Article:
How to Make Hot Process Soap and Layer Two Colors
I'm going to show you the steps I took to layer the two colors, then I'll provide some options for you, in case you don't work with two crock pots, like I do.
My reasoning behind working with two crock pots at a time is very simple: It takes the same amount of work to make two batches of soap at the same time AND I can make two totally different soaps if I want to.
When I decided to layer the soaps, I simply created two different colored soaps, one in each crock pot, for two separate molds. I've also included directions for working with just one crock pot and one soap mold, in case you are only working with one of each.
NOTE: There are quite a few steps in the soap making process. You’ll probably want to get the free Hot Process Soap Making Checklist (which is a life saver, and can be adjusted for cold process too). Just complete the form at the end of the article!
Softening, Soothing Hot Process Soap Recipe with Lavender, Mint, & Pine Essential Oils
NOTE: This recipe is for ONE loaf of soap that yields approximately 2.5 pounds of soap. If you want to use two crock pots and two soap molds to layer your soap, then just make one recipe per crock pot (two batches).
If you are going to just use one crock pot, but still want to layer the soap, then see the directions for layering coming right up--and obviously, you'll just need to make one batch!
For the Lye Solution:
10 ounces distilled water
3.8 ounces sodium hydroxide (lye)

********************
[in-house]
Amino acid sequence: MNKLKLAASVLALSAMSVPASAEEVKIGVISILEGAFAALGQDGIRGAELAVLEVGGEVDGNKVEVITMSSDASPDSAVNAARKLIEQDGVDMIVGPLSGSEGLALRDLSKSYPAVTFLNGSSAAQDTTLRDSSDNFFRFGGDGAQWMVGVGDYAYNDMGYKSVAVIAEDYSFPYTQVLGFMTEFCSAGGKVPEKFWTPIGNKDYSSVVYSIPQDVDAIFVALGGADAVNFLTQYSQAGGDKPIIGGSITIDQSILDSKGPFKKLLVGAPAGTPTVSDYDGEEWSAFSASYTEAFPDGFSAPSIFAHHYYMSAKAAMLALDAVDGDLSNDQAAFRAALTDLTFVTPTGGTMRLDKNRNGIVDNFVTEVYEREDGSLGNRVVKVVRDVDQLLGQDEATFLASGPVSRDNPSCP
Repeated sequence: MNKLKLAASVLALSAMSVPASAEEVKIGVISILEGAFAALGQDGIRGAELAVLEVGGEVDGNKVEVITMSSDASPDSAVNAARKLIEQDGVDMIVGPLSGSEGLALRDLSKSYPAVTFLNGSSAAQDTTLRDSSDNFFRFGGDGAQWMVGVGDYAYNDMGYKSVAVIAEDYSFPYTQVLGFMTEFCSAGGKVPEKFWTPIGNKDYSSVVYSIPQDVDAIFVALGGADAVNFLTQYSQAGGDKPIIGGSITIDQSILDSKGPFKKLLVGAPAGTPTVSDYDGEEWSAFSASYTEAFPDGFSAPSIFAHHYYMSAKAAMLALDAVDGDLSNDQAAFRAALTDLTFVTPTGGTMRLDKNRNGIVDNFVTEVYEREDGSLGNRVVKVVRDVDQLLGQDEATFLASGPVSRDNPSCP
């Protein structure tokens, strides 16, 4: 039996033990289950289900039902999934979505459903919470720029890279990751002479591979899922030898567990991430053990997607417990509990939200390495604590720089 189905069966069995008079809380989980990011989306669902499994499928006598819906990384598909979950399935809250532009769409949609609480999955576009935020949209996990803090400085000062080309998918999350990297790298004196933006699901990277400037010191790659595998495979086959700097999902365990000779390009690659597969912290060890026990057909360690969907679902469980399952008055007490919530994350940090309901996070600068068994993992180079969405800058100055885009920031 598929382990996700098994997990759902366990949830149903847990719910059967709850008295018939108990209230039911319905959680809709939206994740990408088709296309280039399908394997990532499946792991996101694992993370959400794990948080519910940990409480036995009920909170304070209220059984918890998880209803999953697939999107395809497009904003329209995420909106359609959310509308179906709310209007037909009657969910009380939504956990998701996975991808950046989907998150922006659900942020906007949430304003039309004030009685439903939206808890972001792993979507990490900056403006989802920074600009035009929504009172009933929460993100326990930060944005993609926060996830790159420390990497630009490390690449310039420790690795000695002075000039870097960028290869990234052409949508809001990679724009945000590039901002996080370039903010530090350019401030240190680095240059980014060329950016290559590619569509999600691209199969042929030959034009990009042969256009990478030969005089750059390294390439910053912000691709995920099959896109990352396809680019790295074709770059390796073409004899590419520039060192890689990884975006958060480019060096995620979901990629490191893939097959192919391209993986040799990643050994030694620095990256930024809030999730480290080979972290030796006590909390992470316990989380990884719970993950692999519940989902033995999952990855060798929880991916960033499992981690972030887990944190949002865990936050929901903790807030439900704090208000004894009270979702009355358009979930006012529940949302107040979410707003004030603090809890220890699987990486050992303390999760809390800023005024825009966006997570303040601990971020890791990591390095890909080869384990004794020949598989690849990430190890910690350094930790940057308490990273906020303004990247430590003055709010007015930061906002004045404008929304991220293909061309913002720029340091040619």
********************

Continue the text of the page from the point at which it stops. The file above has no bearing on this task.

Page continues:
NOTE on the water: I told you this was an experiment, and I adjusted the liquid in the recipe for hot process as directed---HOWEVER, if I make this soap again, I will actually use 9.8 or so ounces of water, as it turned out quite softer--much softer than I like. A very soft soap tends to turn "gooey" when wet.
At any rate, it's always a good idea to run a recipe through a lye calculator, like this one. You might find that the recipe is a little "off" according to the lye calculator, and if that's the case, then you can make a choice which to go with. If you trust the soap maker, I'd go with that person's recommendations. I trust Jan Berry---she's been making soap a LONG time.
For the Oil Mixture:
8 ounces coconut oil (I get mine from Costco---or any good grocer)
10 ounces olive oil (Same thing: I have found that Costco, ounce per ounce, has the best price)
4 ounces sweet almond oil
4 ounces castor oil
2 ounces jojoba oil
For the Natural Colorants I Chose:
**In one crock pot, I used 2 tablespoons French Green Clay
**In the other crock pot, I used 2 tablespoons Rose Kaolin Clay
About clay: Clay in soap creates a really nice "slip," when it's completely cured, which makes it a wonderful shaving soap in addition to the other qualities the particular clay brings to the soap.
For the Scent:
I used 1 ounce Peppermint Essential Oil, 1/2 ounce Lavender Essential Oil, and 1 ounce of Pine Scotch Essential Oil PER BATCH/CROCK POT. Now, I love a stronger scented soap, so if you don't like a lot of scent, you can cut back on the amounts of essential oils...you'll save some moulah, too!